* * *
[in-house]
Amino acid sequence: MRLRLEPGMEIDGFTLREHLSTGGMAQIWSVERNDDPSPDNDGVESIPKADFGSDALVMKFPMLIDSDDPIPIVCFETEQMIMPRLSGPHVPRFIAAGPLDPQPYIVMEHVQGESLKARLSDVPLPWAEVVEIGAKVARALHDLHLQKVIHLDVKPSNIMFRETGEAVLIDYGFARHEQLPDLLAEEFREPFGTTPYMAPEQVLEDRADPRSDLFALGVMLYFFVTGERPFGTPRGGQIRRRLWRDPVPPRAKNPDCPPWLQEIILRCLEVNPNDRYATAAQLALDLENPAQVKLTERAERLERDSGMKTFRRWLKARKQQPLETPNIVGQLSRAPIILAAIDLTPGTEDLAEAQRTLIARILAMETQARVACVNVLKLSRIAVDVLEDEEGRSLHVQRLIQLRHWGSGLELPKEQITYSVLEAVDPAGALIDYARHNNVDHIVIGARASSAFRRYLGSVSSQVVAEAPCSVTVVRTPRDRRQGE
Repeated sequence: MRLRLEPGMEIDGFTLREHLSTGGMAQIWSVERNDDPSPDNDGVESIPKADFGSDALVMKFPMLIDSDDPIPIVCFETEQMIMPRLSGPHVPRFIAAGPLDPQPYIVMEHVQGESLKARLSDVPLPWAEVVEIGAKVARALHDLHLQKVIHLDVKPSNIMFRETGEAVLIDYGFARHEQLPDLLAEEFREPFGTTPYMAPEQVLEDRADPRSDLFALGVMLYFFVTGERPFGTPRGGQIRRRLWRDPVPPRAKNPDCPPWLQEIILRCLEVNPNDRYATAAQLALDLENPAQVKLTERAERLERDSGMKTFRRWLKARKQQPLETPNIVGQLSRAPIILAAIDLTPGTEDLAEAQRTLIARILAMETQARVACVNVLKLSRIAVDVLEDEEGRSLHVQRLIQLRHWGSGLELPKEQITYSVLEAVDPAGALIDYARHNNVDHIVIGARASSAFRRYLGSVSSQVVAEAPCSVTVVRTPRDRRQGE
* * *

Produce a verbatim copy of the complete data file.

[in-house]
Amino acid sequence: MRLRLEPGMEIDGFTLREHLSTGGMAQIWSVERNDDPSPDNDGVESIPKADFGSDALVMKFPMLIDSDDPIPIVCFETEQMIMPRLSGPHVPRFIAAGPLDPQPYIVMEHVQGESLKARLSDVPLPWAEVVEIGAKVARALHDLHLQKVIHLDVKPSNIMFRETGEAVLIDYGFARHEQLPDLLAEEFREPFGTTPYMAPEQVLEDRADPRSDLFALGVMLYFFVTGERPFGTPRGGQIRRRLWRDPVPPRAKNPDCPPWLQEIILRCLEVNPNDRYATAAQLALDLENPAQVKLTERAERLERDSGMKTFRRWLKARKQQPLETPNIVGQLSRAPIILAAIDLTPGTEDLAEAQRTLIARILAMETQARVACVNVLKLSRIAVDVLEDEEGRSLHVQRLIQLRHWGSGLELPKEQITYSVLEAVDPAGALIDYARHNNVDHIVIGARASSAFRRYLGSVSSQVVAEAPCSVTVVRTPRDRRQGE
Repeated sequence: MRLRLEPGMEIDGFTLREHLSTGGMAQIWSVERNDDPSPDNDGVESIPKADFGSDALVMKFPMLIDSDDPIPIVCFETEQMIMPRLSGPHVPRFIAAGPLDPQPYIVMEHVQGESLKARLSDVPLPWAEVVEIGAKVARALHDLHLQKVIHLDVKPSNIMFRETGEAVLIDYGFARHEQLPDLLAEEFREPFGTTPYMAPEQVLEDRADPRSDLFALGVMLYFFVTGERPFGTPRGGQIRRRLWRDPVPPRAKNPDCPPWLQEIILRCLEVNPNDRYATAAQLALDLENPAQVKLTERAERLERDSGMKTFRRWLKARKQQPLETPNIVGQLSRAPIILAAIDLTPGTEDLAEAQRTLIARILAMETQARVACVNVLKLSRIAVDVLEDEEGRSLHVQRLIQLRHWGSGLELPKEQITYSVLEAVDPAGALIDYARHNNVDHIVIGARASSAFRRYLGSVSSQVVAEAPCSVTVVRTPRDRRQGE